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ISSN: 2471-9315
Applied Microbiology: Open Access
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Microbiological Application of Gas Plasma Technology

Sakudo A1* and Shintani H2

1Laboratory of Biometabolic Chemistry, School of Health Sciences, University of the Ryukyus, Nishihara, Okinawa 903-0215, Japan

2Faculty of Science and Engineering, Chuo University, Bunkyo-ku, Tokyo 112-8551, Japan

*Corresponding Author:
Sakudo A
Laboratory of Biometabolic Chemistry
School of Health Sciences, University of the Ryukyus
Nishihara, Okinawa, 903-0215, Japan
Tel: +917556660006
E-mail: [email protected]

Received Date: October 02, 2015; Accepted Date: October 08, 2015; Published Date: October 10, 2015

Citation: Sakudo A, Shintani H (2015) Microbiological Application of Gas Plasma Technology. Appl Microbio Open Access 1:e101. doi:10.4172/2471-9315.1000e101

Copyright: © 2015 Sakudo A et al., This is an open-access article distributed under the terms of the Creative Commons Attribution License, which permits unrestricted use, distribution, and reproduction in any medium, provided the original author and source are credited

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Abstract

Gas plasma is considered the fourth state of matter after gases, solids and liquids. In nature, more than 99% of matter is in the gas plasma state, including the interior of stars as well as aurora and thunder. Gas plasma can be artificially generated by various types of discharge including arc, corona, DC (direct current), glow, high/low frequency, micro, pulse, and streamer. The practical application of gas plasma technology is very broad and includes energy production, medicine, dentistry, material processing, environmental science and agriculture. Of particular importance is the recent development of gas plasma technology for microbiological applications.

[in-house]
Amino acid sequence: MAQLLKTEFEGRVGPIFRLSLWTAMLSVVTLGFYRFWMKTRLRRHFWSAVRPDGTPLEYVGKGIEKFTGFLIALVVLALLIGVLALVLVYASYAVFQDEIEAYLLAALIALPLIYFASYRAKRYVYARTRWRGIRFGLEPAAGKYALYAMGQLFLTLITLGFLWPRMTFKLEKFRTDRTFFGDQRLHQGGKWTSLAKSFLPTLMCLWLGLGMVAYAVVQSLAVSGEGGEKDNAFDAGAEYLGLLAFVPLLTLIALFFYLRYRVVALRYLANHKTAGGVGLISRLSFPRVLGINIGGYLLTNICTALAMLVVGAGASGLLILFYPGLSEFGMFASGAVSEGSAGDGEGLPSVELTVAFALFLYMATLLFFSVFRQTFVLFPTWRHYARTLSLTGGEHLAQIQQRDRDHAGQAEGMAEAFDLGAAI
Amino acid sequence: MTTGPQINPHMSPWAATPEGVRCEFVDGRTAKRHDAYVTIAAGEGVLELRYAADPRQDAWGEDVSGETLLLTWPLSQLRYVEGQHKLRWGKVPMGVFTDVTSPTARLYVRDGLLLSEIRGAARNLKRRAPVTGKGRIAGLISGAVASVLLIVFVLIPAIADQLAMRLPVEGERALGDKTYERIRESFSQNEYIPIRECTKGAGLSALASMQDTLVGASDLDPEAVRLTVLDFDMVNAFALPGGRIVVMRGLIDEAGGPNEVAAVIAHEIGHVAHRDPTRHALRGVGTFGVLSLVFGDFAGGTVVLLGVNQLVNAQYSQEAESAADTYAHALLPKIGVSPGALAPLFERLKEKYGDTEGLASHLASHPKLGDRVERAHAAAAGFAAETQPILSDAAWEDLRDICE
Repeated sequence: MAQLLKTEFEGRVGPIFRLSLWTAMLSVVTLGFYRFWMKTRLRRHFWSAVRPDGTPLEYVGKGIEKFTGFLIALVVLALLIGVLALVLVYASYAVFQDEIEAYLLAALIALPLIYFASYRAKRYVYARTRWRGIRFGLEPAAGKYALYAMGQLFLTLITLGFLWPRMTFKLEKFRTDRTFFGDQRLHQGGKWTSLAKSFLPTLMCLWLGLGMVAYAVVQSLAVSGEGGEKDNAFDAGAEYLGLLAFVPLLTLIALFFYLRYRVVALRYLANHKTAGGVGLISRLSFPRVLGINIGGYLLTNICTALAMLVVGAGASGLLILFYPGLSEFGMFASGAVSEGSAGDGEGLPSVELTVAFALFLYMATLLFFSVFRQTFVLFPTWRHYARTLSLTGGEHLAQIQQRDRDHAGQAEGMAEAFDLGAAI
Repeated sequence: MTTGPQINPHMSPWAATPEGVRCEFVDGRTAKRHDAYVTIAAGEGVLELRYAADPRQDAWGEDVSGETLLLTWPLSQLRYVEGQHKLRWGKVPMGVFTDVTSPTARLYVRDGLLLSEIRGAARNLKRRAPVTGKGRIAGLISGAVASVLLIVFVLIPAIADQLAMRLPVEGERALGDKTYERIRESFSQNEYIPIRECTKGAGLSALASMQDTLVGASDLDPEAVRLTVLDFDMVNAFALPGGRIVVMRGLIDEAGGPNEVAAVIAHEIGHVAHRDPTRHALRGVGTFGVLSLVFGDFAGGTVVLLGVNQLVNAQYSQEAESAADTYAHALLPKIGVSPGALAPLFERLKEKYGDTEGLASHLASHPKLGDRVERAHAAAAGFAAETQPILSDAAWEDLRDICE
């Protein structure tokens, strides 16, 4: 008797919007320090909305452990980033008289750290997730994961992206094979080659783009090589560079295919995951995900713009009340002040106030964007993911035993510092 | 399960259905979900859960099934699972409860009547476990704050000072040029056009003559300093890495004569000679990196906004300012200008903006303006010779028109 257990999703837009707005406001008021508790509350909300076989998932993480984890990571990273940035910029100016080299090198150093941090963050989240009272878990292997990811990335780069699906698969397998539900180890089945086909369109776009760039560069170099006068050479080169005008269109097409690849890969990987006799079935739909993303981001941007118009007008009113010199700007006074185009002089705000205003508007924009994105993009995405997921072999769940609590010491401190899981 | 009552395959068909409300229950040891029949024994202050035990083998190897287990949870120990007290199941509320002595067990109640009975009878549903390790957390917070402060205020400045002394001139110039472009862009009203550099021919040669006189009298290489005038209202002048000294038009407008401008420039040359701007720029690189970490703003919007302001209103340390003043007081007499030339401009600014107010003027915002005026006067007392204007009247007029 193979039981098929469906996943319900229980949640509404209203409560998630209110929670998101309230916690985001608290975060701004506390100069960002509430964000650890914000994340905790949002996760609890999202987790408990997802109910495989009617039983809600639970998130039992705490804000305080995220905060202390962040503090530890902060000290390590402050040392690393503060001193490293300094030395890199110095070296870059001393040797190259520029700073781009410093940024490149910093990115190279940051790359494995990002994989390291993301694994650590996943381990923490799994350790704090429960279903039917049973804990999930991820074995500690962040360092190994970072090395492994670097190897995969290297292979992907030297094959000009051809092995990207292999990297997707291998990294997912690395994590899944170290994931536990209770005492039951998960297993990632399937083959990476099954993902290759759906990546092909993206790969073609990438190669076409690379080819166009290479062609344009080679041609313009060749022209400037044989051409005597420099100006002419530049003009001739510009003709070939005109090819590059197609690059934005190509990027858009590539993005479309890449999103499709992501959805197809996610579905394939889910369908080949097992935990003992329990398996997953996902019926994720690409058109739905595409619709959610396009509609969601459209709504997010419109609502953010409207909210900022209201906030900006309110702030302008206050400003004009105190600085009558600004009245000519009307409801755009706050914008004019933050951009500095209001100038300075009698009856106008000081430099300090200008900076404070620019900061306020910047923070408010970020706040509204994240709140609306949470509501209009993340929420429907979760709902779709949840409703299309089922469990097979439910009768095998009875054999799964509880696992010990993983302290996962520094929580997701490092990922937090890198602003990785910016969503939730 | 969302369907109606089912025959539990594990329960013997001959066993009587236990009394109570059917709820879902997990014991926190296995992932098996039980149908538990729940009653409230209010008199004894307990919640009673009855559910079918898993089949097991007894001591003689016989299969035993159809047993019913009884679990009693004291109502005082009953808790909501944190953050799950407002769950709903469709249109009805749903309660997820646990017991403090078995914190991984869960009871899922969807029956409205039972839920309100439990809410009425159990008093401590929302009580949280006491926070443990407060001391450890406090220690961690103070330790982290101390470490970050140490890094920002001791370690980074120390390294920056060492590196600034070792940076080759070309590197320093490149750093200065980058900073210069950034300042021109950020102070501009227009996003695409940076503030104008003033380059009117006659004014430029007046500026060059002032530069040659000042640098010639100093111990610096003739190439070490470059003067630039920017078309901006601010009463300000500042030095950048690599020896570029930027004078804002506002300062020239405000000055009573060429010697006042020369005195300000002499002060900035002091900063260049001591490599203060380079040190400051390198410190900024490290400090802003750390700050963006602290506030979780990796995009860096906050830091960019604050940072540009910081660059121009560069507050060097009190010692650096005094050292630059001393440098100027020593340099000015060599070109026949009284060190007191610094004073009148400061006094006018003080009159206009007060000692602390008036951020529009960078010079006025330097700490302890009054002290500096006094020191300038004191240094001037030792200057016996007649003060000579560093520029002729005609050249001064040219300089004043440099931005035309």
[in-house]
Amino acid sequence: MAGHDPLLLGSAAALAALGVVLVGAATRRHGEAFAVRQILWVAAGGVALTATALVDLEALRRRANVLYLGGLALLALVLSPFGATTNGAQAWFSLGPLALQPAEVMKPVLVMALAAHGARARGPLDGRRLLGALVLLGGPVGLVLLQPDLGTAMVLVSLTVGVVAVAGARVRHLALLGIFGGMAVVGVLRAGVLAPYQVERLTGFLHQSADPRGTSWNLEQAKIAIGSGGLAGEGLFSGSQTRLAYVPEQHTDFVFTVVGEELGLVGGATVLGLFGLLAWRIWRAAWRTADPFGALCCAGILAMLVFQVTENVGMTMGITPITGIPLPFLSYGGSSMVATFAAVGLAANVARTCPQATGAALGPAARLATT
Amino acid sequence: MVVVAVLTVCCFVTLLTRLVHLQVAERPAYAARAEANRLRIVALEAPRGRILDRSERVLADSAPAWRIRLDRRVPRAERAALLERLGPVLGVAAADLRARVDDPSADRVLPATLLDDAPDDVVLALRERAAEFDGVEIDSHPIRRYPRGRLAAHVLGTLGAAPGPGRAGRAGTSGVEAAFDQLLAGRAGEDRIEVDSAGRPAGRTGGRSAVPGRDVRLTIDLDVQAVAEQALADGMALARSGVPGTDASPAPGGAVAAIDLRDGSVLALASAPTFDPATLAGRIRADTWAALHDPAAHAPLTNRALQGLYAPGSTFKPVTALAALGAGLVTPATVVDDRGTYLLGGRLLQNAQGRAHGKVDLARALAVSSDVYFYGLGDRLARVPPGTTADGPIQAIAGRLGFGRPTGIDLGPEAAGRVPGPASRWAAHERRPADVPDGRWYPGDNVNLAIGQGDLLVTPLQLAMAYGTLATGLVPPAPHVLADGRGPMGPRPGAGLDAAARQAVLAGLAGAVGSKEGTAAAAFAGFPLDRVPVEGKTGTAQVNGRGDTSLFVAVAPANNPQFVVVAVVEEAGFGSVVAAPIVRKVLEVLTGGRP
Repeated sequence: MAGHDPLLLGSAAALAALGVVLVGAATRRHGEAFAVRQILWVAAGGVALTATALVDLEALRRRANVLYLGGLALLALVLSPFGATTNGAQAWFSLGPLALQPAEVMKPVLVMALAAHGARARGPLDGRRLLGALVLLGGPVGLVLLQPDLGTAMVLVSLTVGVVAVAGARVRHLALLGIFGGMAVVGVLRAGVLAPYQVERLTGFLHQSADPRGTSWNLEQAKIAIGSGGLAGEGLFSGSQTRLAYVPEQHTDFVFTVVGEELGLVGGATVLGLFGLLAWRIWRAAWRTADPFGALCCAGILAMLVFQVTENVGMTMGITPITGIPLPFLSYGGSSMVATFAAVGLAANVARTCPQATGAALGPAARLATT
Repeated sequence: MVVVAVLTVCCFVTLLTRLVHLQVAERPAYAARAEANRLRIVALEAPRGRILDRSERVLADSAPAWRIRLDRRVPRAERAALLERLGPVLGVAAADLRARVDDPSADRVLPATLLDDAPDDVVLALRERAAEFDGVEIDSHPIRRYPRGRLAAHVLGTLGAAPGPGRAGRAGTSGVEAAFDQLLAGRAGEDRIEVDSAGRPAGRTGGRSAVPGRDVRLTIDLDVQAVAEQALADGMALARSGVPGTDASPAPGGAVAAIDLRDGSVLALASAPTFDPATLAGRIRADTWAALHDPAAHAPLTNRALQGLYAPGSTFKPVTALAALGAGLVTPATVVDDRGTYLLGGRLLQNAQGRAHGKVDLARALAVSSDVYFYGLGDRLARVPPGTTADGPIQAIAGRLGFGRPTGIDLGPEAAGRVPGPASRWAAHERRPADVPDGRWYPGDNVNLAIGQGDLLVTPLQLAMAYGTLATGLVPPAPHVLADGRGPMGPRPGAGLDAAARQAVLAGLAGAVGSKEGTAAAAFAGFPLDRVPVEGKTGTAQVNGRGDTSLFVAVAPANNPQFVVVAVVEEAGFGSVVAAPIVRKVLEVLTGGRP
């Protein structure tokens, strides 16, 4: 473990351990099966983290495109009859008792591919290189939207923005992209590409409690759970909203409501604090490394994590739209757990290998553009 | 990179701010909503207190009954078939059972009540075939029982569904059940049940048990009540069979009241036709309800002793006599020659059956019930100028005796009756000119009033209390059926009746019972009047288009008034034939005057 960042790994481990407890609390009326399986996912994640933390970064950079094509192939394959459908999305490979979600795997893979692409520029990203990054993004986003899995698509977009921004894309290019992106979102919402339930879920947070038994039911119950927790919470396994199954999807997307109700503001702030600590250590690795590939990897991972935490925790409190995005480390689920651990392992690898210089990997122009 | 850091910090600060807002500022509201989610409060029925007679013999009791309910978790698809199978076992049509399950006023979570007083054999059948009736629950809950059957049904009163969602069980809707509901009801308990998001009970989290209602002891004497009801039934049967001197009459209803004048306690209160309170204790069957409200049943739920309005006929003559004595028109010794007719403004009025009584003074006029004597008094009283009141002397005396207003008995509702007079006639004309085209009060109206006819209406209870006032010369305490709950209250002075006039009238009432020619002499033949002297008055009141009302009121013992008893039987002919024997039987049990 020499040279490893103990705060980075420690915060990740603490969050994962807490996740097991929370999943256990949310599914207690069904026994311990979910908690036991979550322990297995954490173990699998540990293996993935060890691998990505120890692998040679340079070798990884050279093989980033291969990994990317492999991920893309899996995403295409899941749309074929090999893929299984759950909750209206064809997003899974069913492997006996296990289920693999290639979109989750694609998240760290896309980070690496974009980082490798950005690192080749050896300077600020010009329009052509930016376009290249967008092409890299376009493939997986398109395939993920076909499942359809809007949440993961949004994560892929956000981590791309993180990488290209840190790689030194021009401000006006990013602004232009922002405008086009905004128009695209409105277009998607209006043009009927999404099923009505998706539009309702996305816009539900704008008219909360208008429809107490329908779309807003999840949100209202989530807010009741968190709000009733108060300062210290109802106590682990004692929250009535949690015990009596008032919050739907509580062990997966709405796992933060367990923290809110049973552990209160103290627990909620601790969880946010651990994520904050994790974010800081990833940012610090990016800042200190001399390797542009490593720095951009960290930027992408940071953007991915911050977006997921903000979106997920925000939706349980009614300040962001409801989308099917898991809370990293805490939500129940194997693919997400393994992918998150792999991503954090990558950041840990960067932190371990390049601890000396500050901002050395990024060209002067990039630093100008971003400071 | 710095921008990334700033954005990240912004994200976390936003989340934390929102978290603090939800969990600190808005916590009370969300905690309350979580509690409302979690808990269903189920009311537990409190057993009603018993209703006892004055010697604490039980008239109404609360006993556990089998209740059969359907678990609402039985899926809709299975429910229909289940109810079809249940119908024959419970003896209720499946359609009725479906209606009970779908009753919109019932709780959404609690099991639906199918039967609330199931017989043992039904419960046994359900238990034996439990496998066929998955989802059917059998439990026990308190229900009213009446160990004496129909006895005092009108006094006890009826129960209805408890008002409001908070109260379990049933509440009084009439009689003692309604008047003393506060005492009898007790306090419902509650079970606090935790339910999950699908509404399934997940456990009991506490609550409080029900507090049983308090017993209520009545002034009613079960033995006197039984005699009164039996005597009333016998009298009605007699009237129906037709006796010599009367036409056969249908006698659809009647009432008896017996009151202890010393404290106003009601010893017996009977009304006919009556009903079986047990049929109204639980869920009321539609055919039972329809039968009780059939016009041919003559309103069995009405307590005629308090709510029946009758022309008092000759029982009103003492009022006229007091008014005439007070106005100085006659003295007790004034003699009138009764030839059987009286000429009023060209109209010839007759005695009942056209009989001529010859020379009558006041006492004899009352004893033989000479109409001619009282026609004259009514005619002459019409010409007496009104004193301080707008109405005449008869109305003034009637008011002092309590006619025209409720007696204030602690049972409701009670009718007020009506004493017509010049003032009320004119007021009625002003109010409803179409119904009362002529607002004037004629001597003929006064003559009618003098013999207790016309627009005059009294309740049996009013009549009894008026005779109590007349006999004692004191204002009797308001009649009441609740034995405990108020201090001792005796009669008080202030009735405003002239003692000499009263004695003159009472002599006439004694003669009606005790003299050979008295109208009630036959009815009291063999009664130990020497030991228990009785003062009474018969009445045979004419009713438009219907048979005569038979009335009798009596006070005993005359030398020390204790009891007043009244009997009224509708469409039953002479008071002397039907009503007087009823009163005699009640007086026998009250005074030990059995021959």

Editorial

Gas plasma is considered the fourth state of matter after gases, solids and liquids. In nature, more than 99% of matter is in the gas plasma state, including the interior of stars as well as aurora and thunder [1]. Gas plasma can be artificially generated by various types of discharge including arc, corona, DC (direct current), glow, high/low frequency, micro, pulse, and streamer.

The practical application of gas plasma technology is very broad and includes energy production, medicine, dentistry, material processing, environmental science and agriculture [2-4]. Of particular importance is the recent development of gas plasma technology for microbiological applications [4].

Microbiological risk factors are important issues in medicine, dentistry and agriculture. Effective antisepsis, disinfection and sterilization of medical devices is crucial for preventing infection, controlling contamination and eliminating iatrogenic diseases. Sources of microbial contamination include seeds, water, soil and fertilizer in addition to dust, insects, animal feces and field workers. Equipment and tools used during the pre-harvest/harvesting period and transportation/packaging of agricultural products as well as food processing machinery should be thoroughly disinfected and decontaminated. Therefore, it is crucial to develop novel methods of disinfection and sterilization. Recently, the effectiveness of gas plasma technology to eradicate various types of microbes such as viruses, bacteria and fungi as well as toxins has been demonstrated [5-11]. In this regard, gas plasma technology is a promising method for achieving disinfection and sterilization in a broad range of applications and will thereby contribute to preventing the spread of harmful microbes [12].

Taken together, gas plasma technology provides an excellent platform for the prevention and control of infectious diseases. We believe that new developments in gas plasma technology will further improve the effectiveness of this methodology.

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